Due to an important client presentation, Jimmy had not been expecting his father to get off work until into the night and yet he had a missed a call from him at 11 o’clock in the morning. Slightly concerned, Jimmy scrolled to his father’s name in his contacts and pressed call.
Hey Jim-bo,” Mr. Springer’s voice floated happily through the speaker, “How’d the race go?
“It was fine,” Jimmy said hurriedly, “Dad-what’s going on? Why aren’t you at work?” To his surprise, his father laughed.
Goodness, this is how work obsessed I’ve been, huh? You’re nervous when I’m not working all day.” He sighed deeply, not much differently than his son’s from a few moments earlier. “Everything is fine, Jimmy. Or at least, going forward it will be … I quit my job.
Sitting there miserable, stuck at work, knowing I was missing my son compete for a state championship … I just thought-why? And I realized I didn’t have an answer.
Jimmy stood in surprise, the gentle buzz of white noise in his ear. “So … what will you do?”
I’m not sure. It’s a little nerve-wracking. But all that matters is that next fall, when you’re running at Hershey for your last cross country meet, I will be there.

Jimmy felt his eyes beginning to burn. A single tear shined down his cheek. But unlike so many droplets before it, this was not shed out of sadness. With a smile, he replied excitedly, “I’ll make sure it’s a good one.”

Draft Day

Today was a good day. My dad went out and bought a Sixers hat specifically so we could wear it to the draft party we went to here in New York. Then he got really said when a bunch of young girls started walking into the bar and he took it off. Then he put it back on once he made friends with a couple random groups of dudes at the bar like an hour later. He was very happy after that. 

You see, sometimes you need to trust the process. You can't give up on the draft party when it's 6 o'clock and the draft doesn't start til 7:30. And you can't give up on the plan just because you have three centers and Jakarr Spongebob Sampson. Trust the process.

It's nice to see things looking up for the Sixers. It's also important to note a couple key facts. Some are optimistic, some are realistic, but all, in my humble opinion, are worth noting. 

  1. Pull back just a little bit Philly. I'm seeing what too many 2020-2035 NBA Champions tweets. Like what is going on there? Are you trying to sound absurd and uneducated? I mean sure, we will probably win our first title in 2020. That seems reasonable, perhaps even a little conservative. But 15 straight titles? C'mon now that seems like an unprecedented amount of success. If we get our hopes up too high, we will end up disappointed. Let's aim for 7 titles and then anything more than that is gravy.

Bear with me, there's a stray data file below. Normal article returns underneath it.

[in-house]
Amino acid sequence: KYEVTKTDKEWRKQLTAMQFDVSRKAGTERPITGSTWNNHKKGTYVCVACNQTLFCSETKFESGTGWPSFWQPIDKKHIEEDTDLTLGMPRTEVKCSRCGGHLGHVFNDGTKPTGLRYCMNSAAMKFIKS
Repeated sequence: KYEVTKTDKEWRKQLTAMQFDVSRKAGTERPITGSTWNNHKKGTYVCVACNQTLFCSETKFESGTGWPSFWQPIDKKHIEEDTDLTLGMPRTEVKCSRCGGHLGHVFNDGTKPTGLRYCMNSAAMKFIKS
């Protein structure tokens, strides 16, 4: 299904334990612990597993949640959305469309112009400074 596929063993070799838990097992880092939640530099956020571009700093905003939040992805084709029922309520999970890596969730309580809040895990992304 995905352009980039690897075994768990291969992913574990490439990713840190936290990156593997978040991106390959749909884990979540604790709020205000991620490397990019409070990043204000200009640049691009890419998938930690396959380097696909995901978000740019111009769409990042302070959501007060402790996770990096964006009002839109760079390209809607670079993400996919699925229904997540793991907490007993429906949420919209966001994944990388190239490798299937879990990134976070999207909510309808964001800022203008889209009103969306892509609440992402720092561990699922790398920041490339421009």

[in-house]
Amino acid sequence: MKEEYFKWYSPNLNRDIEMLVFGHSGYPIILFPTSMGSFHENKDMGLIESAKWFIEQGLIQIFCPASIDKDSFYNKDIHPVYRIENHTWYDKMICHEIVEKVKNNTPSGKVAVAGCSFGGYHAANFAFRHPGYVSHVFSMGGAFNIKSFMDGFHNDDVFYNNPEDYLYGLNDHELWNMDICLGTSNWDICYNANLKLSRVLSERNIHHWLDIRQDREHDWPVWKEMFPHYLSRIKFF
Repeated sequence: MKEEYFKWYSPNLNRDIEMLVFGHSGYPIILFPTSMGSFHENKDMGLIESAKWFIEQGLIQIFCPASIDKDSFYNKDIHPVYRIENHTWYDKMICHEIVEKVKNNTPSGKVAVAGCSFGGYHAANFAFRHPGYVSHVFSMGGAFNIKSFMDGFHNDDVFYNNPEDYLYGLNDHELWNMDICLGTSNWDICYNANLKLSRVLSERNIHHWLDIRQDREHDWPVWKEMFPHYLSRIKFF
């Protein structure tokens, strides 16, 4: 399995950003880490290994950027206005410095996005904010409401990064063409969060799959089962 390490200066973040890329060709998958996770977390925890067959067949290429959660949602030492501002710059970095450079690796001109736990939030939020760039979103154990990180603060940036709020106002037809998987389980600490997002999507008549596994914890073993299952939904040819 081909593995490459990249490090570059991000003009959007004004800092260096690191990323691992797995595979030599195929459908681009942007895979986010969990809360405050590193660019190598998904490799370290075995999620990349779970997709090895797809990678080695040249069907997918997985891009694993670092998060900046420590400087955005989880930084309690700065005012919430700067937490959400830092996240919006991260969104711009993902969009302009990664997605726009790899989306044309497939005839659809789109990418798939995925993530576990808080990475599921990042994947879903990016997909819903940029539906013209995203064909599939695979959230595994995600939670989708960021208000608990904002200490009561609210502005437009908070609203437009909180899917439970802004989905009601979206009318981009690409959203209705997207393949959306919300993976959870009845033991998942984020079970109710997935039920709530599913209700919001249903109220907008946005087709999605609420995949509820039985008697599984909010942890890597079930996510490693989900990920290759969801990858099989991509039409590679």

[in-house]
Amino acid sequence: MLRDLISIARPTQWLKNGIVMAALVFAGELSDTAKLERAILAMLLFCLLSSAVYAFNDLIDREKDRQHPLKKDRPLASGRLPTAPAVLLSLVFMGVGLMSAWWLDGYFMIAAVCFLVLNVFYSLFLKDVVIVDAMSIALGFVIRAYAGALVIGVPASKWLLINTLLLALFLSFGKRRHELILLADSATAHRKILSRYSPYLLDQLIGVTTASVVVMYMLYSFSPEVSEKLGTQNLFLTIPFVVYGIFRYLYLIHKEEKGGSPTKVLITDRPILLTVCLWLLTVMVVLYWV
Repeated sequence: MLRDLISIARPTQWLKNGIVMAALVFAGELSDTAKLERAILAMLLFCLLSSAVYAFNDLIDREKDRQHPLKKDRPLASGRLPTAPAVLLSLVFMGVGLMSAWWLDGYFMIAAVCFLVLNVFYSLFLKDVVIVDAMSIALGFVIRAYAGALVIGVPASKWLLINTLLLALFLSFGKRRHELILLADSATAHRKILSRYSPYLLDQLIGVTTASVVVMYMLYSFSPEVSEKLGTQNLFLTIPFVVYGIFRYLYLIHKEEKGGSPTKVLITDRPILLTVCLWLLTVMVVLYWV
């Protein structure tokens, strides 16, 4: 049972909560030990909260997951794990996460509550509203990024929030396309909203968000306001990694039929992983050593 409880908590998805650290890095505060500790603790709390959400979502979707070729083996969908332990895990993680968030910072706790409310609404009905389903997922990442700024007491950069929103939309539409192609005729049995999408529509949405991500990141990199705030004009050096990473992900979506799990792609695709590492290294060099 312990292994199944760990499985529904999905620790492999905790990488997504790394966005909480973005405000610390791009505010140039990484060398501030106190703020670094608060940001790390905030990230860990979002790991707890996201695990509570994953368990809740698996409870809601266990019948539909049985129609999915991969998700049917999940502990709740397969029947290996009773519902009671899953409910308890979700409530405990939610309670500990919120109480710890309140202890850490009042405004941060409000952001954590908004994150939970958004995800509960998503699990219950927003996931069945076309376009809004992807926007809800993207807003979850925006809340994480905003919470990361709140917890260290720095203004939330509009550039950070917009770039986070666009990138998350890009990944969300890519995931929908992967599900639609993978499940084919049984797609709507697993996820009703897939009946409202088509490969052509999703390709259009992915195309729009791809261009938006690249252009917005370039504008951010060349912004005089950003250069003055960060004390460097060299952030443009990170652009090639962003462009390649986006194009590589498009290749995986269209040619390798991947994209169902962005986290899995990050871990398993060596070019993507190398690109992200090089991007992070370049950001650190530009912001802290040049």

2. Get hype Philly. We've got 3 superstars on our squad. How many teams have this kind of talent? Should I be worried about the fact that these 3 dudes have combined for barely 30 NBA games? What about the fact that none of them have even played in an NCAA Tournament game let alone an NBA playoff game with any sort of consequences? How about the fact that all 3 of these dudes (yes, even Markelle) have injury histories that we might want to be kinda wary of? No, eff that man, draft day isn't the time to worry about those sort of things, it's the time to hang your hopes on the dreams of futures of tomorrow. Don't steal the underwear of success off my drying hangars by telling me these metaphors don't make any sense. This is our day! Suck it Knicks!
  3. Remember, we could be the Knicks. Oh goodness. That would make me so sad if I were a Knick fan. Like what do you even do with yourself? Wait for Phil to be fired and replaced with Hinkie? Haha too bad that's impossible. Wait, that is impossible right? Like it's against league rules to hire Hinkie I'm assuming. Otherwise someone obviously would have done it by now and embraced the process since it's such an unbelievable success. Do it has to be against league rules. Only logical explanation.
  4. Remember that this doesn't happen without Hinkie. I'm not really all that worried about Hinkie being under appreciated in Philly because, I mean, Xfinity Live, but still it's worth reiterating. First off all, Hinkie wiped the floor with all our good players setting the stage for that #1 pick Benny boy and our lovely stallion Joel. Plus he got us literally all the assets that led to us acquiring Fultzy. The pick swap got us from 5 to 3 (important) and then we used the Lakers and Kings picks that Hinkie acquired to jump from 3 to 1. So yes, we traded MCW and cap space for the #1 prospect in a draft that includes the legend of man that is Lonzo Ball. So that's pretty sweet. 
  5. Hey Boston, have fun sitting on all those assets. Jimmy Butler ain't coming your way. Paul George is teaming up with Lebron in a year. And if you are trying to wait out the Cavs in the East, it ain't gonna work because the Bucks are ready to take the top spot! Wait, sorry I meant the Sixers are ready to take the top spot! We're the ones with a proven MVP caliber player and playoff experience right? And now the Boston asset tree finally runs out because the Nets have their pick ba-wait you're kidding right? Dang it Billy. You bring me so much sadness.